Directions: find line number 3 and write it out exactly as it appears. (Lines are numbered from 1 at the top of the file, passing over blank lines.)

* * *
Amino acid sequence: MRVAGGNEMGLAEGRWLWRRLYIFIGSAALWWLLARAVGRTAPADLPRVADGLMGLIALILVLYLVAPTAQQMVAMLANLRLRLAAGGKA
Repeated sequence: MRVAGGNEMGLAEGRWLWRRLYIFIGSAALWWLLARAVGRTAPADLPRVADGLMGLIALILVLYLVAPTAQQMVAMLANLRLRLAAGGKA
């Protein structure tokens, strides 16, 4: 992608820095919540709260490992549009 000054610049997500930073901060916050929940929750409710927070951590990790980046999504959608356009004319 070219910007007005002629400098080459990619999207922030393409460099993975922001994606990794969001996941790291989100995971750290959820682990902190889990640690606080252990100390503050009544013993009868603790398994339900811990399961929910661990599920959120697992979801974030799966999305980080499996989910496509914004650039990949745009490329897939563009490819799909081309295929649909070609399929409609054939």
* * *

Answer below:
């Protein structure tokens, strides 16, 4: 992608820095919540709260490992549009 000054610049997500930073901060916050929940929750409710927070951590990790980046999504959608356009004319 070219910007007005002629400098080459990619999207922030393409460099993975922001994606990794969001996941790291989100995971750290959820682990902190889990640690606080252990100390503050009544013993009868603790398994339900811990399961929910661990599920959120697992979801974030799966999305980080499996989910496509914004650039990949745009490329897939563009490819799909081309295929649909070609399929409609054939």